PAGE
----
• Plank x 3 sets for 90 seconds or until failure
• Lying leg raises x 3 sets of 20 reps
• Bicycle crunches x 3 sets of 100 reps (50 each side)

Finish with 15 minutes on the stair stepper, stationary bike, or if the weather is pleasant, a nice jog out in the sun.

If you train your abdominals appropriately, you will feel a similar level of exhaustion you will experience during or immediately following a back or chest workout. I bet you haven’t experienced that sensation training abs all that often. A lot of us tend to focus on a few sets of sit-ups or crunches, a plank or two, and call it good. Abdominal training is often tacked on to the end of some other workout. For some of the same reasons we often avoid doing lunges, we avoid doing extensive abdominal training—it hurts and it isn’t always loads of fun.

When was the last time you truly looked forward to doing 3-5 sets of planks for as long as possible until falling face-first on the ground, or doing hanging leg raises until your forearms, not your abs, told you it was time to call it a day? My guess is never. Rarely do we get super pumped about exercises that lead to a strong burning sensation that challenges us mentally, physically, and aerobically. Rather than just tacking abdominal training on to the end of your workout, give abdominals their own workout, or split the time evenly with some other muscle group, like you do with chest and shoulders, biceps and triceps, and quads and hamstrings.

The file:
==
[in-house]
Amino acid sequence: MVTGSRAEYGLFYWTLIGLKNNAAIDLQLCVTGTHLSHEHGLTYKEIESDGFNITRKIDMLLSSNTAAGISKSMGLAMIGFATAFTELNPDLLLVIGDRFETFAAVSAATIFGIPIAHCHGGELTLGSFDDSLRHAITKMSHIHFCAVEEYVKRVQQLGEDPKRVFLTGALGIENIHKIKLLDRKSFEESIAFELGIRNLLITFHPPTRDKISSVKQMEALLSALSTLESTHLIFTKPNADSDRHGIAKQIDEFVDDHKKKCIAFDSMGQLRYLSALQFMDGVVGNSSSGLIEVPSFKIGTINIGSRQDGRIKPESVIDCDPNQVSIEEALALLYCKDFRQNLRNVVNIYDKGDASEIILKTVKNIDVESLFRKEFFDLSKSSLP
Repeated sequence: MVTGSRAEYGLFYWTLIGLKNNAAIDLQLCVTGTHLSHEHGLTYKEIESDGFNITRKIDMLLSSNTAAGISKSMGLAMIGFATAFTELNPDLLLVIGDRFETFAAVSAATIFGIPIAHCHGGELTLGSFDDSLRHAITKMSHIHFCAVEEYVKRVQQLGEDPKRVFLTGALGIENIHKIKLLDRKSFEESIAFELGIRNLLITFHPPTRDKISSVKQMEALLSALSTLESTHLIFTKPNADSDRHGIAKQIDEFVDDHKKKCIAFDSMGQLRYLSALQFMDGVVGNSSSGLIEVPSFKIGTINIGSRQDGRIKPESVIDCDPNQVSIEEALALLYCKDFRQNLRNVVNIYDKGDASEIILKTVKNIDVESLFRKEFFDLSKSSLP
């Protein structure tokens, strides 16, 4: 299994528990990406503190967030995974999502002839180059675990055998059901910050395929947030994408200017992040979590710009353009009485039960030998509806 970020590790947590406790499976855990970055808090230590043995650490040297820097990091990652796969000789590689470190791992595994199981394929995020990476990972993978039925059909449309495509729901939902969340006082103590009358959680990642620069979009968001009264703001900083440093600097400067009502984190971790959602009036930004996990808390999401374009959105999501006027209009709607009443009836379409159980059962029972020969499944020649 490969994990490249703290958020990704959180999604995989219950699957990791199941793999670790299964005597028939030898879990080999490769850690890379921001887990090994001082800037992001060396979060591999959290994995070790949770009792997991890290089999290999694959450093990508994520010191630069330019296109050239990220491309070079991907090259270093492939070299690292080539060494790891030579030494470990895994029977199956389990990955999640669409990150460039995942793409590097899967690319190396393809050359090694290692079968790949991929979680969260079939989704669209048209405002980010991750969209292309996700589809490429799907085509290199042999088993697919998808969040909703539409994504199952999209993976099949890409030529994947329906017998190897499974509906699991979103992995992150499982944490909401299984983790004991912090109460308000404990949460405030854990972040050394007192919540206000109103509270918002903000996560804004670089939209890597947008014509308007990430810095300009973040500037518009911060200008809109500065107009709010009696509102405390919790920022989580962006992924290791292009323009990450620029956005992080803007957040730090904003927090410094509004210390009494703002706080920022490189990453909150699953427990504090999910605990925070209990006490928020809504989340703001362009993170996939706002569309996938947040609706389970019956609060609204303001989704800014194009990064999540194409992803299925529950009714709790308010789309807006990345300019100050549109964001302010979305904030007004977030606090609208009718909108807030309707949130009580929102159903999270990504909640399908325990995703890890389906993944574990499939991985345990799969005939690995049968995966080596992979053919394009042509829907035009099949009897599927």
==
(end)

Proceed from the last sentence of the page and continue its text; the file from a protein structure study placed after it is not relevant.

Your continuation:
Summary

The workouts listed above will carve out a lean and strong physique for you if you follow the routine for four to six weeks. After that length of time performing the same exercises week after week, adapting and getting stronger, it would be a good idea to change it up, incorporating new exercises, adjusting the repetition range, and forcing your body to adapt to new stresses placed up on it. As you get more comfortable with all of these free weight exercises, you might want to change up a routine every three or four weeks, allowing just enough time to achieve noticeable strength gains in the same exercises week after week before creating a new baseline with different exercises. If you maintain the same exact routine for too long, say a couple of months with no change, you will likely hit a few plateaus, lose interest, notice longer periods between measurable improvements, and it will likely compel you to seek out a new approach. Likewise, if you’re really adventurous you could change your workout routine every week, or even every day. Do what works for you, do what you enjoy, and work hard to reach your goals.